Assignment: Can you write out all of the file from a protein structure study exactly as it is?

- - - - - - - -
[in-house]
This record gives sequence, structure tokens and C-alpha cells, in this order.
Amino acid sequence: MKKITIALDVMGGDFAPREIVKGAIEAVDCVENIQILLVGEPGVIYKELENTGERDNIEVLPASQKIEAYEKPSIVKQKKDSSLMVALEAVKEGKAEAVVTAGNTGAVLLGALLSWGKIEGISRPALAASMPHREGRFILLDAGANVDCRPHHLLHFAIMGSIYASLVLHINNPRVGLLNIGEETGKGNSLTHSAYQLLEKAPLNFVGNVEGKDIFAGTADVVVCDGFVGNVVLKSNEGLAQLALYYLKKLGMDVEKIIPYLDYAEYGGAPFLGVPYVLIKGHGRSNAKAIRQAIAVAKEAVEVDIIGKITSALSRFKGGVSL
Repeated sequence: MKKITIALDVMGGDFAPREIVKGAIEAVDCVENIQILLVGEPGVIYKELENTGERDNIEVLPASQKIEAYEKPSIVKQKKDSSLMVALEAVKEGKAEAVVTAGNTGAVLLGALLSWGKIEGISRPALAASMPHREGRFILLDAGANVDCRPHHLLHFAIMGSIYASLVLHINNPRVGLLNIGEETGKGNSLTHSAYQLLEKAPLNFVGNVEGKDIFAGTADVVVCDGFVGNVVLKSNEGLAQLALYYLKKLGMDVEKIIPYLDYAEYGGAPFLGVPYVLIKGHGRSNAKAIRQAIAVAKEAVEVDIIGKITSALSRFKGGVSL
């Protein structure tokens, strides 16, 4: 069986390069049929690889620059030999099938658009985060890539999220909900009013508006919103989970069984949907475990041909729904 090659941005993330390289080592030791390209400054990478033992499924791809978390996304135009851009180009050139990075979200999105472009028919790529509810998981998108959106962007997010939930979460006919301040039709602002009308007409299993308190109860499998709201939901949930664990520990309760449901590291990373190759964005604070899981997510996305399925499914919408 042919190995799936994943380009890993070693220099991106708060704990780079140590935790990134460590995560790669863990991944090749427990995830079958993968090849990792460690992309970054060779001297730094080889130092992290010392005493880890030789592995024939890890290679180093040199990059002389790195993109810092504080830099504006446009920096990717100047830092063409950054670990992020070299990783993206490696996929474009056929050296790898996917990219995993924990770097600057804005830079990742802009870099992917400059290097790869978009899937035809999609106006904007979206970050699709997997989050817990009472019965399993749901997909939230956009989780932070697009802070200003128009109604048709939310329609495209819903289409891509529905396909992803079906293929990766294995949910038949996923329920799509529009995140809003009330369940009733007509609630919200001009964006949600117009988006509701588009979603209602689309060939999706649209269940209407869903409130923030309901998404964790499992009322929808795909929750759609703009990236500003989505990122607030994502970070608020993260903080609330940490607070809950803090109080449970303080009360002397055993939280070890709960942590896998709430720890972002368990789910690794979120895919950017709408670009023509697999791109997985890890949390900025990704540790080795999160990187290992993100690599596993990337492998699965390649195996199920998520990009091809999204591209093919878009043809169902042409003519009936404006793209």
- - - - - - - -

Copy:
[in-house]
This record gives sequence, structure tokens and C-alpha cells, in this order.
Amino acid sequence: MKKITIALDVMGGDFAPREIVKGAIEAVDCVENIQILLVGEPGVIYKELENTGERDNIEVLPASQKIEAYEKPSIVKQKKDSSLMVALEAVKEGKAEAVVTAGNTGAVLLGALLSWGKIEGISRPALAASMPHREGRFILLDAGANVDCRPHHLLHFAIMGSIYASLVLHINNPRVGLLNIGEETGKGNSLTHSAYQLLEKAPLNFVGNVEGKDIFAGTADVVVCDGFVGNVVLKSNEGLAQLALYYLKKLGMDVEKIIPYLDYAEYGGAPFLGVPYVLIKGHGRSNAKAIRQAIAVAKEAVEVDIIGKITSALSRFKGGVSL
Repeated sequence: MKKITIALDVMGGDFAPREIVKGAIEAVDCVENIQILLVGEPGVIYKELENTGERDNIEVLPASQKIEAYEKPSIVKQKKDSSLMVALEAVKEGKAEAVVTAGNTGAVLLGALLSWGKIEGISRPALAASMPHREGRFILLDAGANVDCRPHHLLHFAIMGSIYASLVLHINNPRVGLLNIGEETGKGNSLTHSAYQLLEKAPLNFVGNVEGKDIFAGTADVVVCDGFVGNVVLKSNEGLAQLALYYLKKLGMDVEKIIPYLDYAEYGGAPFLGVPYVLIKGHGRSNAKAIRQAIAVAKEAVEVDIIGKITSALSRFKGGVSL
């Protein structure tokens, strides 16, 4: 069986390069049929690889620059030999099938658009985060890539999220909900009013508006919103989970069984949907475990041909729904 090659941005993330390289080592030791390209400054990478033992499924791809978390996304135009851009180009050139990075979200999105472009028919790529509810998981998108959106962007997010939930979460006919301040039709602002009308007409299993308190109860499998709201939901949930664990520990309760449901590291990373190759964005604070899981997510996305399925499914919408 042919190995799936994943380009890993070693220099991106708060704990780079140590935790990134460590995560790669863990991944090749427990995830079958993968090849990792460690992309970054060779001297730094080889130092992290010392005493880890030789592995024939890890290679180093040199990059002389790195993109810092504080830099504006446009920096990717100047830092063409950054670990992020070299990783993206490696996929474009056929050296790898996917990219995993924990770097600057804005830079990742802009870099992917400059290097790869978009899937035809999609106006904007979206970050699709997997989050817990009472019965399993749901997909939230956009989780932070697009802070200003128009109604048709939310329609495209819903289409891509529905396909992803079906293929990766294995949910038949996923329920799509529009995140809003009330369940009733007509609630919200001009964006949600117009988006509701588009979603209602689309060939999706649209269940209407869903409130923030309901998404964790499992009322929808795909929750759609703009990236500003989505990122607030994502970070608020993260903080609330940490607070809950803090109080449970303080009360002397055993939280070890709960942590896998709430720890972002368990789910690794979120895919950017709408670009023509697999791109997985890890949390900025990704540790080795999160990187290992993100690599596993990337492998699965390649195996199920998520990009091809999204591209093919878009043809169902042409003519009936404006793209």